Fusing Mentorship with Common Core Standards Through Asynchronous Screencasting Feedback
Martin Mehl, California Polytechnic State University, San Luis Obispo, CA, United States
Monday, March 6 10:15 AM-11:15 AM
Location: Creekside I
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Abstract: Spanning the 2015-2016 academic year, Lead Instructional Designer, Luanne Fose, from the Center for Teaching, Learning, and Technology and Communications Studies Senior Lecturer, Martin Mehl, conducted a formal, institute-wide research pilot at California Polytechnic State University, San Luis Obispo, on whether video assessment can improve faculty feedback for student assignments. The study evaluated improvement in faculty grading efficiency and assessment by providing asynchronous oral feedback to students through video screencasting. The findings of the pilot confirmed and even exceeded expectations that such an approach was indeed effective to positively affect students’ perception of constructive criticism, instructor transparency, and mentorship. The training time and technical requirements are minimal while the savings in terms of grading efficacy and efficiency are significant. The program continues to be sustained under its new name, Digital Mentorship Competency.
1. Organization: Optimization of digital workflow.
2. Technology: Familiarization with Screencast-O-Matic.
3. Pedagogy: Acquaintance with proven best practices for video assessment.
4. Training: Reflect, revise and apply the training methods to use with your academic environment.
5. Strategy: Acquire strategies to perfect your oral communication skills to reflect with eloquent and succinct feedback and provide tangible learning outcomes for your students.
6. Infrastructure: Determine the best method to securely post, access, and store video feedback for your students through your campus’ learning management system or with the Screencast-O-Matic hosting services.
1. Introductions (5 minutes)
2. Background of Project (15 minutes)
3. Preparation: Digital Workflow Optimization (25 minutes)
4. Execution: (110 minutes)
a. Screencast-O-Matic Configuration & Training (hands-on)
b. Pedagogy, Mentorship Tactics, Assessment Examples
c. Rubric & Best Practices
5. Benefits/Scope/Scale Discussion: Repositories, Outreach, Parent-Teacher Partnership, Resources & Concerns (30 minutes)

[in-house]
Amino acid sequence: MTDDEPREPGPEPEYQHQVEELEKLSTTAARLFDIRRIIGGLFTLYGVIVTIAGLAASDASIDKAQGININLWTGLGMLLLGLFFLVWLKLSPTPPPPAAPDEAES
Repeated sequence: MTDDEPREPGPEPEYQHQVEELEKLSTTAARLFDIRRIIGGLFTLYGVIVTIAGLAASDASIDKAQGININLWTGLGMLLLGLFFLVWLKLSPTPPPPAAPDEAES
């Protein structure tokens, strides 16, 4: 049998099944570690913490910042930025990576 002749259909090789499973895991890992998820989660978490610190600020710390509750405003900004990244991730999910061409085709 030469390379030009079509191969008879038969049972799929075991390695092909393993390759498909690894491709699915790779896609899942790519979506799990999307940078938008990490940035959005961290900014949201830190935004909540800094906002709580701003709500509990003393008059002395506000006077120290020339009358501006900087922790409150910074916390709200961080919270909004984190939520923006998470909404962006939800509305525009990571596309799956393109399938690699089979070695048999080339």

6. Open Q&A (25 minutes)
* None required as far as skill level. BYOL (laptops only; Screencast-O-Matic does not run on mobile devices yet).
* For an optimal workshop experience, please sign up for an account and download the free software from the following URL: https://screencast-o-matic.com/home
* If you need assistance, we will be happy to help you during the workshop.
No need to purchase the Pro version.
Luanne Fose, Ph.D.
Dr. Luanne Fose is the Lead Instructional Designer for the Center for Teaching, Learning & Technology at California Polytechnic State University in San Luis Obispo. She holds a Doctor of Philosophy in music theory, musicology, and music technology from the University of North Texas. In her current position at Cal Poly, she conducts faculty workshops and consultations for the development of flipped, hybrid, and online courses. As a former music professor, she has an innate passion and artistry for audio and video production as a means of integrating Universal Design for Learning with the craft of teaching.
Prof. Martin Mehl, a native German, is a Sr. Lecturer in the Communication Studies Department at California Polytechnic State University, San Luis Obispo and an Iowa State University and Emerson College alumnus. He draws from 20 years of broadcasting, consulting, management, pedagogy & research experience for academic, business and non-profit environments. Clients have included: Adobe, Apple, Audi, Bose, Center for Ethics in Political & Health Communication, Eli Lily, Emerson College, Harvard Medical School, Iowa State University, Lionbridge, MIT, MGH, the University of Sydney and the Whitehead Institute for Biomedical Research.
**Martin and Luanne’s approach for the Digital Commentary Grading Project at Cal Poly was inspired by the Chronicle of Higher Education’s January 2015 article “Could Video Feedback Replace the Red Pen?” by Steve Kolowich.
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